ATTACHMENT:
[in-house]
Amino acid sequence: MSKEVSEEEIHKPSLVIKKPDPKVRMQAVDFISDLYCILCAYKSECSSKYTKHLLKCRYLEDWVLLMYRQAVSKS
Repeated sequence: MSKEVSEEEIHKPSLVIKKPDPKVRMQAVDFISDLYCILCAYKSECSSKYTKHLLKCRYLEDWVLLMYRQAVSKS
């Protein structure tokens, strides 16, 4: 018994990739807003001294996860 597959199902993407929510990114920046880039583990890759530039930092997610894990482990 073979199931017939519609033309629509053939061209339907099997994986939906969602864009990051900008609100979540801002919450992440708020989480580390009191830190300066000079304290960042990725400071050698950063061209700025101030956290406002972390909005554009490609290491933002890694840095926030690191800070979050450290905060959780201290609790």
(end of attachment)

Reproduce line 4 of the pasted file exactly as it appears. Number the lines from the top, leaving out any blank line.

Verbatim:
């Protein structure tokens, strides 16, 4: 018994990739807003001294996860 597959199902993407929510990114920046880039583990890759530039930092997610894990482990 073979199931017939519609033309629509053939061209339907099997994986939906969602864009990051900008609100979540801002919450992440708020989480580390009191830190300066000079304290960042990725400071050698950063061209700025101030956290406002972390909005554009490609290491933002890694840095926030690191800070979050450290905060959780201290609790």